A Case of Memories

Giles Keyte/Roadside Attractions

Mr. Holmes (2015)

With so many adaptations and interpretations of Sherlock Holmes on and off the page, and with the character so ingrained in popular culture, it is a remarkable achievement to come up with a story that feels fresh. Most recently and notably, there have been two Robert Downey Jr. films with the character, the British TV series “Sherlock” and the American TV show “Elementary,” so there would appear to be enough of Holmes on screen to satisfy eager fans of Arthur Conan Doyle’s creation. However, the arrival of “Mr. Holmes” proves to be a worthy and significant new screen depiction of the great detective.

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Con Me if You Can

Frank Masi/Warner Brothers Pictures

Focus (2015)

After the critical drubbing given to the flawed but earnest “After Earth,” Will Smith returns with “Focus,” playing a character that seems like natural territory for one of Hollywood’s most charismatic leading men. Mr. Smith is Nicky, a quick-witted veteran con artist who recruits inexperienced crook Jess (Margot Robbie) to join his team of professional thieves, with things quickly getting personal between the two of them when romance blossoms.

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Somewhere Over the Rainbow, a Blue Blood Flies

Warner Brothers Pictures

Jupiter Ascending (2015)

After debuting with “Bound” in 1996, followed by the worldwide phenomenon of “The Matrix” in 1999, the Wachowski siblings have consistently followed their own path instead of resting on their laurels, writing and directing films that have pushed the boundaries of what is expected of the Hollywood blockbuster — both in terms of storytelling and in technical prowess. “The Matrix Reloaded” and “The Matrix Revolutions” were elaborate deconstructions of the traditional hero’s journey seen in the first film; “Speed Racer” was a candy-colored computer generated wonderland in which the traditional family values faced rapacious corporate interests; while the ambitious epic “Cloud Atlas” — co-directed with Tom Tykwer — featured a multitude of characters and actors whose stories spanned centuries.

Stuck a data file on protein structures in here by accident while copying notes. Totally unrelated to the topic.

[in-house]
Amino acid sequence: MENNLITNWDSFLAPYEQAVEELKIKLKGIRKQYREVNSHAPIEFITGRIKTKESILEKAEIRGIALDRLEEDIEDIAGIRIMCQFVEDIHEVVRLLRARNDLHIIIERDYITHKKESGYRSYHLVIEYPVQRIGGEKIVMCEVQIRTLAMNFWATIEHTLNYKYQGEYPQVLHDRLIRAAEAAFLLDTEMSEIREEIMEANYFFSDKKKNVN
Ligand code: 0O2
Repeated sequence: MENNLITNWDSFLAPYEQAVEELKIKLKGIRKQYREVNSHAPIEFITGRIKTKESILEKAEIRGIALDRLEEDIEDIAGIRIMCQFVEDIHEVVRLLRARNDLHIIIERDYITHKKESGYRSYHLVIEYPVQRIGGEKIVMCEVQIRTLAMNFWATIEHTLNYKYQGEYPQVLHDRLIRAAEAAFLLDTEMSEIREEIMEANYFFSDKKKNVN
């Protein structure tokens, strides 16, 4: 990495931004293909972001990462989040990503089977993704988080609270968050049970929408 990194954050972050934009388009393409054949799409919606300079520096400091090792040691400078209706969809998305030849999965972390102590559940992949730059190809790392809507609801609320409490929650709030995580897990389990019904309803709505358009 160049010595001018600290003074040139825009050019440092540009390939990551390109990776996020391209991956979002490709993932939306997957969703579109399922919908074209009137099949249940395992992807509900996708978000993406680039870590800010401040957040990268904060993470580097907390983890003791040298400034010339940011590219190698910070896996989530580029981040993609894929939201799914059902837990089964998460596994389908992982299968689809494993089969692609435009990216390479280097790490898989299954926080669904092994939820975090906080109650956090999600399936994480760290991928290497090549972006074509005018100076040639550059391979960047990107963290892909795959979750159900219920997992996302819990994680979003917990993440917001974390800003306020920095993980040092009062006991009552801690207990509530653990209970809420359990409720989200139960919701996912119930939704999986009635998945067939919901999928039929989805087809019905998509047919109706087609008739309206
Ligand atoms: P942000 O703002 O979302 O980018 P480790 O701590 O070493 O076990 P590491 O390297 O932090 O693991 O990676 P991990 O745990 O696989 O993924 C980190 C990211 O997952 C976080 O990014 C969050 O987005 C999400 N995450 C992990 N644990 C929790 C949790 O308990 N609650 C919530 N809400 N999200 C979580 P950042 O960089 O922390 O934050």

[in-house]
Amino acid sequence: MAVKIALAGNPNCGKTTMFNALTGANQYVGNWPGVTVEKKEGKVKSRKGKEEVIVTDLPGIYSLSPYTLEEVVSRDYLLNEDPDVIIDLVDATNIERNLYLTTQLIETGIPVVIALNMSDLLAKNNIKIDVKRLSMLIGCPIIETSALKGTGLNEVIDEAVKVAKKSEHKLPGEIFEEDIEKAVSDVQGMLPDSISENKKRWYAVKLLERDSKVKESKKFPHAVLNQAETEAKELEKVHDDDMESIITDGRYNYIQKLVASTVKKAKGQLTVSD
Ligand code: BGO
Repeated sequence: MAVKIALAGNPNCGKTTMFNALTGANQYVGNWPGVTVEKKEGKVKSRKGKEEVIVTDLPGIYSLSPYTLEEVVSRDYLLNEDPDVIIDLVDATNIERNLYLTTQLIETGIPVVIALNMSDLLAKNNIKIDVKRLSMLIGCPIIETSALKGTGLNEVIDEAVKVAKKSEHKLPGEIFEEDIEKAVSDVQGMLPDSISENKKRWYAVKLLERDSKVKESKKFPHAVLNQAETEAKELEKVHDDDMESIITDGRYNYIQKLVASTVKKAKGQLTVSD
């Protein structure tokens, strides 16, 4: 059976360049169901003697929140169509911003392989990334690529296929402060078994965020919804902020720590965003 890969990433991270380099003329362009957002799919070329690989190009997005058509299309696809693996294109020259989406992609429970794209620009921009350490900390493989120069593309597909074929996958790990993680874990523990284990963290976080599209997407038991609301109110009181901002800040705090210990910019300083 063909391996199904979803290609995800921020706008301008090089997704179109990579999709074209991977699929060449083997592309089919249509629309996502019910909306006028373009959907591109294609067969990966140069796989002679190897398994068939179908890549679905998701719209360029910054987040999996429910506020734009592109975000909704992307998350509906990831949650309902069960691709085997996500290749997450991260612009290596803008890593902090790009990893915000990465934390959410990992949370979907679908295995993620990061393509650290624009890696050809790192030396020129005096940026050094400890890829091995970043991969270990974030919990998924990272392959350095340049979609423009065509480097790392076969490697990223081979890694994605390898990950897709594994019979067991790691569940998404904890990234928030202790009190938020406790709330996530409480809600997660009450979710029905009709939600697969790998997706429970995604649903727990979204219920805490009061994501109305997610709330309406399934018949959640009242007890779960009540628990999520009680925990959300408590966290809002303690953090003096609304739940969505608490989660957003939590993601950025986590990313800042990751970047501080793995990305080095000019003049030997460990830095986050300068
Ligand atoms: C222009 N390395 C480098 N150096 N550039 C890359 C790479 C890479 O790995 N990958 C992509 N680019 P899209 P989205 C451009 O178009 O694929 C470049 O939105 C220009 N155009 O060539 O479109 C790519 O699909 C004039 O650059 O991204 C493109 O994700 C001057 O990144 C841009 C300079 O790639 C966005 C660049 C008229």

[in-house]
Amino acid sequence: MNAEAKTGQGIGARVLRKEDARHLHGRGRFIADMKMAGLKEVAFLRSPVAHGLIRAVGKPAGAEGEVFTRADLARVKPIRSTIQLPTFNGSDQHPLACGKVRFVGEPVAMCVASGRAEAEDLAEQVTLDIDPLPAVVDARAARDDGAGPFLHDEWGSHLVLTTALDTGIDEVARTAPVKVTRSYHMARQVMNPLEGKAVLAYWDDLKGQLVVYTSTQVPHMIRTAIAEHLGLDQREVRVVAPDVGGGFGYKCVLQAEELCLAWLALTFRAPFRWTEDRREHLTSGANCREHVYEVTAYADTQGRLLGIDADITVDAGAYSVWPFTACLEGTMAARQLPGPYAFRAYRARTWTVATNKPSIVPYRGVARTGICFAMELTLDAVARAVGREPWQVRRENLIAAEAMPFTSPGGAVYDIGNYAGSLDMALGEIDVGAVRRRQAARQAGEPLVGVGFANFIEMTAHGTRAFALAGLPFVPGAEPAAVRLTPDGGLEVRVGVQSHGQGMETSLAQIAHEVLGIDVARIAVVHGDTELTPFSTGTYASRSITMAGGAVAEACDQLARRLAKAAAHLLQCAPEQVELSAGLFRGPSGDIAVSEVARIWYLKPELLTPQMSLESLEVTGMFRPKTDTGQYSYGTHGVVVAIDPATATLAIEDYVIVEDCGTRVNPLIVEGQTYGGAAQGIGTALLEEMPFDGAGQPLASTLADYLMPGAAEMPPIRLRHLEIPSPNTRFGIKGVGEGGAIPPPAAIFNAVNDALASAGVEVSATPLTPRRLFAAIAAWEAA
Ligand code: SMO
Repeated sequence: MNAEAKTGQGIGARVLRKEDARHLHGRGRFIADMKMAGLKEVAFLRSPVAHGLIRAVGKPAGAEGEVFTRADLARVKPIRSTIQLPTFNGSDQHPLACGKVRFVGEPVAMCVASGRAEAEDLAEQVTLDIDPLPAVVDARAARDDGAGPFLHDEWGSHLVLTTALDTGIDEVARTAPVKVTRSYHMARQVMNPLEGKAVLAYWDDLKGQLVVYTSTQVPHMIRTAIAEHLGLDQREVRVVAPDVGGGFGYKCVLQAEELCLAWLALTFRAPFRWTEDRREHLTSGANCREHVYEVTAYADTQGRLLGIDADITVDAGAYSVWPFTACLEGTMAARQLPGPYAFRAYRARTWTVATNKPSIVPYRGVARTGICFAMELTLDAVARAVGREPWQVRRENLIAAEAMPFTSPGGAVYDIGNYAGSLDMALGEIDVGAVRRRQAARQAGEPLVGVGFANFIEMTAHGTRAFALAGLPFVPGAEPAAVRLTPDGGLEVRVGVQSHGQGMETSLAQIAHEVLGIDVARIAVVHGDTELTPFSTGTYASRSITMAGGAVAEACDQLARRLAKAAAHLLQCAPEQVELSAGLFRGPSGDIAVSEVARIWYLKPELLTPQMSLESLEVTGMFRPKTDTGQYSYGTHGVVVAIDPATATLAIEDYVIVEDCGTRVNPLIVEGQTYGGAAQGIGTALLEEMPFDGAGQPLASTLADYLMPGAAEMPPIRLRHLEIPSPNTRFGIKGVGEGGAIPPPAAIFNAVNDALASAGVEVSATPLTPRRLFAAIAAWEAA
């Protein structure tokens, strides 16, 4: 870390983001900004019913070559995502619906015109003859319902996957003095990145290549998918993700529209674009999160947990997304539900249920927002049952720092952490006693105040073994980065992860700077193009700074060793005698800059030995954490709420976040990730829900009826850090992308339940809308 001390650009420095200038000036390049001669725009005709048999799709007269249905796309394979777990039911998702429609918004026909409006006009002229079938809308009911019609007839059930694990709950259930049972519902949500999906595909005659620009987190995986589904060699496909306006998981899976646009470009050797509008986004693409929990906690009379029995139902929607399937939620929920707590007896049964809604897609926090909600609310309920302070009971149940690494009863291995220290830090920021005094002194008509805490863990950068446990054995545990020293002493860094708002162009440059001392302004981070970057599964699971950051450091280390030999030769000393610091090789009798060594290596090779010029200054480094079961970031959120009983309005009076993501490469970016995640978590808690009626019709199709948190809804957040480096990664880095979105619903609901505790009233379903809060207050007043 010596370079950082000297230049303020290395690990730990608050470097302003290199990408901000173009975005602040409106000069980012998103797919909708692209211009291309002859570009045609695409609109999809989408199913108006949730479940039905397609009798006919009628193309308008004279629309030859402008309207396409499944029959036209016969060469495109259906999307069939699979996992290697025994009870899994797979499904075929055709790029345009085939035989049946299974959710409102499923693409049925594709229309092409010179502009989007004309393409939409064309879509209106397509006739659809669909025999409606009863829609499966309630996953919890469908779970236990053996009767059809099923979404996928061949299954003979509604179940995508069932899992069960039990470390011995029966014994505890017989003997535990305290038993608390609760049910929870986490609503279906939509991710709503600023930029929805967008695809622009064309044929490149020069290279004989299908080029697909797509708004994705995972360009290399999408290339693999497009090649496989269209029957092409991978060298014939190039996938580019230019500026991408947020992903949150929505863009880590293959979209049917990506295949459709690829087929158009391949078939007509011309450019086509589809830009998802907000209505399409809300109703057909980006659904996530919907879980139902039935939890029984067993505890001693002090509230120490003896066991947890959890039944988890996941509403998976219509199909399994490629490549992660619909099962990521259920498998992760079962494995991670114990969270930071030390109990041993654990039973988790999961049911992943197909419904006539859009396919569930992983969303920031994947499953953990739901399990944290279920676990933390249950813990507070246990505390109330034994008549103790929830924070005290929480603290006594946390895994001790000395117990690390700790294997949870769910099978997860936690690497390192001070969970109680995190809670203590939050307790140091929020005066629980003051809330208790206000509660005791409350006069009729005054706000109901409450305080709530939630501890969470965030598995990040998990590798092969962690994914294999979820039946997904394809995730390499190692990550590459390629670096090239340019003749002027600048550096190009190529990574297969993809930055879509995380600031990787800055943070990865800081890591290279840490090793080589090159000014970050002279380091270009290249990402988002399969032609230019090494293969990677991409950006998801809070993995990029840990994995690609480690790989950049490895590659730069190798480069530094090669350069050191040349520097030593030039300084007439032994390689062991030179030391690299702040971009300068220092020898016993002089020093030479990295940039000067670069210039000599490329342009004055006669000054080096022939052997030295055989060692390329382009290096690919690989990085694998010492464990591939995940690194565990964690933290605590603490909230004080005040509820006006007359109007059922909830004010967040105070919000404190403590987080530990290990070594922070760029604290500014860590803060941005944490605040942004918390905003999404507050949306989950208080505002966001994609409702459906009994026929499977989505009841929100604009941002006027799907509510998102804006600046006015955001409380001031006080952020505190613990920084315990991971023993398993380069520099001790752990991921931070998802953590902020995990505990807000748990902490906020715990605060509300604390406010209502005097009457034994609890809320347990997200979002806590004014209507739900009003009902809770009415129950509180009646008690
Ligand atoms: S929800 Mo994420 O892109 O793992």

Now there is “Jupiter Ascending,” which at first glance may seem like an attempt by the Wachowskis to create a more conventional science-fiction saga. Despite appearances, though, this new film is not just the first, unresolved part of a franchise blockbuster or action filmmaking sound and fury signifying nothing. Instead, the film takes topics relevant today, such as genetic engineering, unregulated capitalism and consumption, and a privileged few exploiting an impoverished mass, and mixes them into a tale of intergalactic rivalry and intrigue, topping it off with striking images and sequences that delight the senses. This is unmistakably a film by the Wachowskis, splicing together elements from movies, television, comics, philosophy, politics and gaming, as well as mixing styles and tones, to create a singular cinematic universe.

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None Is Full of Love

Universal Pictures

Ex Machina (2015)

When young computer coder Caleb (Domhnall Gleeson) wins a competition to visit the secluded home of solitary tech entrepreneur Nathan (Oscar Isaac), head of the search engine company Bluebook, it seems like a dream come true for the star-struck employee. Caleb arrives at Nathan’s hideaway home and discovers the reason for the competition, a chance to meet Ava (Alicia Vikander), an android created by Nathan.

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School Daze Down Under

Wake in Fright (1972)

Drafthouse Films

John Grant (Gary Bond) is a teacher working in a small school house in the Australian outback who is unhappy in his job, seeing his teaching contract as a prison sentence. The Christmas holiday offers Grant a brief respite from his job; he plans to leave for a break in Sydney, and is spurred on by visions of a beach and a young woman. On his way to Sydney, Grant stops over in the town of Bundanyabba — nicknamed “the Yabba” by the locals — for the night, which is when his life changes dramatically.